It’s as if Jackie Chan took a job as a librarian: You know, sooner or later, he’ll be knocking the shelves over onto some bad guy. It gives a whole new meaning to the term “check out.”
Real history is interesting and not dry at all – if done properly – making it somewhere between blowing things up with Harrison Ford and reciting dates in middle school. I was terrible at dates, all the way through school, but enough about my love life. My own archeological misadventure would have been shrugged off by Jones, involving as it did only one spider.
But oh, what a spider. I was trying to clean up the garage enough to get my car in there for the winter, and apparently I disturbed its home, which considering its size consisted of the entire garage.
“What?!” it grumbled in a deep, James Earl Jones voice, while the ground shook with its every step. “Do I come into your house and move your stuff around?”
Well, maybe it does. That would explain why I can never find anything. Do spiders eat socks?
So here was this spider, not only dangerous but cranky and did I mention huge? At this point I started looking around for the giant rolling boulder, or maybe a crystal skull. No, just kidding – I was way too busy wetting my pants.
So, I swung a broom at it. It’s remarkably easy to kill a spider with a broom, ordinarily. Or at least it’s easy to try. I’ve been known, while swinging brooms at spiders, to demolish every breakable item in a room.
This spider grabbed the broom out of my hand, broke it in half, and bounced both halves off my skull. Then it sneered.
Did you ever see the move Tarantula? No, probably not: It was one of those 50’s monster movies, the ones in which any kind of living thing that might scare people was expanded to Godzilla size – usually by radiation from nuclear testing. Spiders, ants, and my favorite, the praying mantis, which made everyone else pray.
In Tarantula, the spider grew so huge that eventually Clint Eastwood in a jet fighter had to blow it up with rockets. It was one of Clint’s first film roles, but even then he was wielding large guns. Good thing, too, since until then the townspeople failed miserably at killing the spider with dynamite, guns, and brooms.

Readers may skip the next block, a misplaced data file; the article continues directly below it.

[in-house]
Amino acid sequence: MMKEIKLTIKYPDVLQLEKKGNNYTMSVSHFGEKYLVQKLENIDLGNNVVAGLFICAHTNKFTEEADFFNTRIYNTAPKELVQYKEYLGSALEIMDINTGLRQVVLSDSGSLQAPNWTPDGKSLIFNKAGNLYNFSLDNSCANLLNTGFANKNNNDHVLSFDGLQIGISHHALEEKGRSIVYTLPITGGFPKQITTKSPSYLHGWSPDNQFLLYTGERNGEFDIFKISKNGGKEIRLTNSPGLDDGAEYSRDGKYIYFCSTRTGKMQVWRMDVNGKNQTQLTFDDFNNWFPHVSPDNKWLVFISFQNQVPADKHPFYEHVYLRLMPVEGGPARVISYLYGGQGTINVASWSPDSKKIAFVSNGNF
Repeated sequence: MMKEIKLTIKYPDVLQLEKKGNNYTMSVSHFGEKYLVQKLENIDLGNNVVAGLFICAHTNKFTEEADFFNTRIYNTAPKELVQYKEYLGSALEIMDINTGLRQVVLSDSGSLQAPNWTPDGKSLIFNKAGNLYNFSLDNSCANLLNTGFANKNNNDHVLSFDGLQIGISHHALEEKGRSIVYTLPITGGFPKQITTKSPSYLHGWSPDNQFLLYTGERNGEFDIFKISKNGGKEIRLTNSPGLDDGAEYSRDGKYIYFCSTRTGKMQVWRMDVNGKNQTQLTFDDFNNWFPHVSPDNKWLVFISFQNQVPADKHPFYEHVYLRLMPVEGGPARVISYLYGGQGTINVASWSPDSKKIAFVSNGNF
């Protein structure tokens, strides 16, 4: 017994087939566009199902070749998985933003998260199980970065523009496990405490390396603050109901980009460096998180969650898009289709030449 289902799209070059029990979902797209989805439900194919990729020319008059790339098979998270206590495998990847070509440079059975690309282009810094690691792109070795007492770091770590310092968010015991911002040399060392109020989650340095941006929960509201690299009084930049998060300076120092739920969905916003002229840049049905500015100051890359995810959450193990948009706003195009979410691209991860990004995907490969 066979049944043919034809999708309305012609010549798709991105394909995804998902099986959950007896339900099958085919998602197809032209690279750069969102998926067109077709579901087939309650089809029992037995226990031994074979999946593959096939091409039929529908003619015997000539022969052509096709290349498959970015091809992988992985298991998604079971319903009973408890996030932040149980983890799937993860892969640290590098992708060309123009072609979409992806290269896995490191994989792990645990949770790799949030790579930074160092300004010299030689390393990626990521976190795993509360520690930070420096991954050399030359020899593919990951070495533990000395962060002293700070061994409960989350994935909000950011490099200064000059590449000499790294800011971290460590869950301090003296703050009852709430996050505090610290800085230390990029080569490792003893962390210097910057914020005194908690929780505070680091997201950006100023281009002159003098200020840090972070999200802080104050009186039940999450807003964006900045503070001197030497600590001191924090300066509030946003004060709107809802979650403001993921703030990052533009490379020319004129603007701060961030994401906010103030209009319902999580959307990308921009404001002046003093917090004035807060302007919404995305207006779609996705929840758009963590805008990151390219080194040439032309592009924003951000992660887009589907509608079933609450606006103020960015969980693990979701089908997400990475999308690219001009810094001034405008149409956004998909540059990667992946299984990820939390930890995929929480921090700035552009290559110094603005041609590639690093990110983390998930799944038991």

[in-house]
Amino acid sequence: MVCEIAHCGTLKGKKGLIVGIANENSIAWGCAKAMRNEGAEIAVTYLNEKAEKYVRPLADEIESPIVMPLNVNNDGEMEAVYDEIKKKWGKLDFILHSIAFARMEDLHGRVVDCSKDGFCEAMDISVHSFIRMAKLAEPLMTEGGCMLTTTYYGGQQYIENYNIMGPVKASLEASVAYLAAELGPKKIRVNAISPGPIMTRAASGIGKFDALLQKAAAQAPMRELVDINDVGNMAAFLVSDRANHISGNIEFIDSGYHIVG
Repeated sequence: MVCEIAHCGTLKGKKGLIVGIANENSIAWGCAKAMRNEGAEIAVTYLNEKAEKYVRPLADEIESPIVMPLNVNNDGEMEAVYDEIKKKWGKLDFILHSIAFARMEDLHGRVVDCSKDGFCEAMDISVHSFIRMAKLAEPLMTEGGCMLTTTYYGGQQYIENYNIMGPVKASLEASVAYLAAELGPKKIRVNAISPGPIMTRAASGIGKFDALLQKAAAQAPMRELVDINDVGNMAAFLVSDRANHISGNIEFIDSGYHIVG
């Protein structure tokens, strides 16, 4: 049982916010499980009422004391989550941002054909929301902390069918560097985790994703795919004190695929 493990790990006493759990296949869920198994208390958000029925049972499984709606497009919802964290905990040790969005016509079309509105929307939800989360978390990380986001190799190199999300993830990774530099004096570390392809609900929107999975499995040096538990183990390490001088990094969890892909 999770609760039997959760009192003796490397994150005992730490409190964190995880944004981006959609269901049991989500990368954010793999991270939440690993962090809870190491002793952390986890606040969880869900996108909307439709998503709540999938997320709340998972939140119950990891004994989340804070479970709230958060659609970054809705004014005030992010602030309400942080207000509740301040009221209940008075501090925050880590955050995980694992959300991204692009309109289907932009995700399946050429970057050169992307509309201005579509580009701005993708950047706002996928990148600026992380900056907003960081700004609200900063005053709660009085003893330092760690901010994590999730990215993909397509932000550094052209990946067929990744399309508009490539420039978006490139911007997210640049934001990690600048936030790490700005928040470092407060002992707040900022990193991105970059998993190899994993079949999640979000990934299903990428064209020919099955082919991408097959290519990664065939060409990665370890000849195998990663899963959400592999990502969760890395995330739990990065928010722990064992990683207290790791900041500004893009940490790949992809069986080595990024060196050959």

You probably want to know why, spiders aside, I find my garage historically interesting. Relax, I’ll get back to my arachnid friend – he’s not going anywhere.
I wasn’t a particular fan of history classes in school. If it didn’t shoot or blow up – well, in some ways I was a normal boy, although I did find the maps with all those lines of exploration fascinating. What got me interested in history were the World War II comic books of the 60’s and 70’s: Sergeant Rock, The Haunted Tank, The Unknown Soldier, and so on. (Sergeant Fury and his Howling Commandoes was a bit too over the top even for me.)
I had the same Thompson machine gun that Tom Hanks later carried in Saving Private Ryan (would you relax? It didn’t shoot real bullets) and, of course, G.I. Joe, although Joe usually came up on the losing end when he took on Johnny West and Johnny’s six shooter. My favorite Christmas gift was the Normandy Invasion play set, complete with medics and injured soldiers – who thought that was a good idea? It must have helped, though, because by the time I turned eighteen I was both enamored of war toys and antiwar in real life. My parents did this crazy thing where they taught me to understand the difference between fantasy and real life.
My point is, when it came to history my interest sneaked in through the back door. It was the same with local history, which started with firefighting. The first major house fire I responded to was on a fire engine that was, at the time, almost thirty years old, which isn’t the best scenario but piqued my interest.
So, as both a volunteer firefighter and a history buff, you can imagine my interest when I discovered my home had once burned.
But I see I’m out of space, not to mention the spider demands I feed it and read it a story. Next week: Indiana Mark and the Garage of Clutter.
Maybe the title needs some work …